Booster shots are now authorized for the Pfizer, Moderna and Johnson & Johnson COVID-19 vaccines.
But a recent study of veterans’ records has provided new insight into just how much this protection diminishes. Published Thursday in the journal Science, the study collected data of 780,225 veterans from the Veterans Health Administration between Feb. 1 and Oct. 1.
Nearly 500,000 of them had been inoculated while just shy of 300,000 had not.
Researchers found each of the vaccines initially offered high levels of protection against infection. In March, Moderna’s protection measured at 89%, Pfizers registered at 87% and J&J came in at 86%.
But six months later, Moderna’s jab had dropped to just 58% effective, Pfizer was 45% and J&J fell to a mere 13%.
Experts have long stressed the vaccines wouldn’t prevent all cases, which was demonstrated again by this study. But they’ve also emphasized the protection from severe illness and death the vaccines offer — which according to this study, declined at a much slower rate.
Veterans older than 65 who got the Moderna jab were 76% less likely to die from a breakthrough infection when compared to their unvaccinated peers. Those in that age range who got the Pfizer shot were 70% less likely to die.
Elderly veterans who received the J&J shot were 52% less likely to die from the virus.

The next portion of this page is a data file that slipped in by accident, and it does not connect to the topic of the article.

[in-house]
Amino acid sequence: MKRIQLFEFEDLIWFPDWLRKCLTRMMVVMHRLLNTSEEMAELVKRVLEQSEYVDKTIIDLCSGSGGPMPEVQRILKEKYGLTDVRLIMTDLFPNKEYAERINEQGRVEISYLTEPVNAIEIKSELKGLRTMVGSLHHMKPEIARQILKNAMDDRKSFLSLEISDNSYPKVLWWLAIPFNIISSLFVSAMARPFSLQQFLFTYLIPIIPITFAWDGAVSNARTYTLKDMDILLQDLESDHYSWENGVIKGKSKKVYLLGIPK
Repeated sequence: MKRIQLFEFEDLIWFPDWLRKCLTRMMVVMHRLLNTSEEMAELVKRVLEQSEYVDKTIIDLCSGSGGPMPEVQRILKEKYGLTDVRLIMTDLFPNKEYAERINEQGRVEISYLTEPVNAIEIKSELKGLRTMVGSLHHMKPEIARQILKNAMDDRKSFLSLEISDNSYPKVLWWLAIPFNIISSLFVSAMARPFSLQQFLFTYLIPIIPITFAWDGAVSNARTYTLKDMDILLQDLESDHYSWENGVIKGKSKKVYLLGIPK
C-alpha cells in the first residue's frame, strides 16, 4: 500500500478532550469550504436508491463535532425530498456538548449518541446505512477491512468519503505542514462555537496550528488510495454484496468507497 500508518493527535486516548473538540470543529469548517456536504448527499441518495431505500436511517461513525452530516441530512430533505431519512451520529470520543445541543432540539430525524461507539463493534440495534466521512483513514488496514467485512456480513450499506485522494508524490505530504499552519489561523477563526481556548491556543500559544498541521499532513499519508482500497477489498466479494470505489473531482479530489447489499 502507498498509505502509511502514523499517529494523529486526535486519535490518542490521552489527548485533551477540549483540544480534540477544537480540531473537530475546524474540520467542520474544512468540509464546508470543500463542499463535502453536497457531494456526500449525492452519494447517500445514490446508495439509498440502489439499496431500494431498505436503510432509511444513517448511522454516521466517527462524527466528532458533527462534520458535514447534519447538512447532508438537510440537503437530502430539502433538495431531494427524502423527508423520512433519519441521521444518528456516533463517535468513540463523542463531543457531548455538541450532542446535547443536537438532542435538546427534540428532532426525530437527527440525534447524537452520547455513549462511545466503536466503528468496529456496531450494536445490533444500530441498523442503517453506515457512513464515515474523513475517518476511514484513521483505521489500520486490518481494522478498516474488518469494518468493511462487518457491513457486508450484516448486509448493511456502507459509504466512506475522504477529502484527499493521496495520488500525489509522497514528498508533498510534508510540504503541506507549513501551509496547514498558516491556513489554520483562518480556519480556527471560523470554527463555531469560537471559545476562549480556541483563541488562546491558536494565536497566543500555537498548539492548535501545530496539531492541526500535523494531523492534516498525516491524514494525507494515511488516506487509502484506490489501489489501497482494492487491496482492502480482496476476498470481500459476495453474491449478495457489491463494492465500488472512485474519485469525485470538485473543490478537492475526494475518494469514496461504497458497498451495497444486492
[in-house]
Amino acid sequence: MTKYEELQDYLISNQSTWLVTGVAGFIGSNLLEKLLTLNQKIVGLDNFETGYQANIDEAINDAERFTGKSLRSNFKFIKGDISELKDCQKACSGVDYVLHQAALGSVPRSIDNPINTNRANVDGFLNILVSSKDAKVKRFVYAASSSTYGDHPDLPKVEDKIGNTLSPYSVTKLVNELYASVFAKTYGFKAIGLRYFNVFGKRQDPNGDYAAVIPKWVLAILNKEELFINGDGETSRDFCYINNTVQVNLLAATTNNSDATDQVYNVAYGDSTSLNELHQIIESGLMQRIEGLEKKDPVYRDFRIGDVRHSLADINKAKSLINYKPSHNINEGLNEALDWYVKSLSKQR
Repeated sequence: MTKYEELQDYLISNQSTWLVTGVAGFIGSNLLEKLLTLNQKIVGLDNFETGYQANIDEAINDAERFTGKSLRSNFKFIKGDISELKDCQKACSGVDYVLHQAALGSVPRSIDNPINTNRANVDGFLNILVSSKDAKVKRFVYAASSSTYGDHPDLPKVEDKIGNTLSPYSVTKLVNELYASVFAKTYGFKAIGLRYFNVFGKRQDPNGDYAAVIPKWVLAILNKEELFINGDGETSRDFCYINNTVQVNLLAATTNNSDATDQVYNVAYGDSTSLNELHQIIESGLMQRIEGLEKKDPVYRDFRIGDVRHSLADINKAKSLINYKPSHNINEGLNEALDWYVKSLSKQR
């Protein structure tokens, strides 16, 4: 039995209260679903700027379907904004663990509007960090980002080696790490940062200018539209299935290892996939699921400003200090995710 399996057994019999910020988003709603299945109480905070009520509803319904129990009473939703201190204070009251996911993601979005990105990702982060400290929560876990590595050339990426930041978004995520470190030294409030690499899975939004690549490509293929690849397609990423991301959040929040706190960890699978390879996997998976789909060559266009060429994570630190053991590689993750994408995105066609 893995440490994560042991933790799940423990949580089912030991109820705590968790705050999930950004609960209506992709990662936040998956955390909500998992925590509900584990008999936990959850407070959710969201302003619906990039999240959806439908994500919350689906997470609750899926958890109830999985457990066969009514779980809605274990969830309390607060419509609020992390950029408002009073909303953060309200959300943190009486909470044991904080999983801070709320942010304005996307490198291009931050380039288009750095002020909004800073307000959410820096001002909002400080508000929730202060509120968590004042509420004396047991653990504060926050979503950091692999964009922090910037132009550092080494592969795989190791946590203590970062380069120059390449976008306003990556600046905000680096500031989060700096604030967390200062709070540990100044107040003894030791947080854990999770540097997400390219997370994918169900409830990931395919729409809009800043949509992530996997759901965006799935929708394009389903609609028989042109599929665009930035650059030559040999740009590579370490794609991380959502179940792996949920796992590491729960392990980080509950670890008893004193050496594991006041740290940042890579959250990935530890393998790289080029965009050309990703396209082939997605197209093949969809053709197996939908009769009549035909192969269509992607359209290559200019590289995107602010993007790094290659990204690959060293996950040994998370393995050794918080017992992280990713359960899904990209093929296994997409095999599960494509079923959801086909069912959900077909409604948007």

In this photo illustration, a silhouette of hands in medical gloves hold a medical syringe and a vial in front of the US flag. (Photo Illustration by Pavlo Gonchar/SOPA Images/LightRocket via Getty Images)
Younger veterans enjoyed a much higher level of protection. Pfizer recipients younger than 65 were 84% less likely to die than the unvaccinated veterans. Younger Moderna recipients were 82% less likely to suffer a fatal infection.
J&J recipients in that age group were 73% less likely to die.
The study’s authors said their findings do not directly address the benefits and risk of booster shots. But they said the data should be interpreted in the context of the ongoing public debate surrounding additional doses.
Currently, anyone who received a J&J vaccine at least than two months ago is eligible for a booster dose. Pfizer and Moderna booster shots are limited to people older than 65, those with medical conditions making them more susceptible to serious illness, nursing home residents and those working in high-risk settings.
Researchers do, however, make the case for continued public health measures like mask-wearing, hand washing and social distancing.
This story was reported from Atlanta.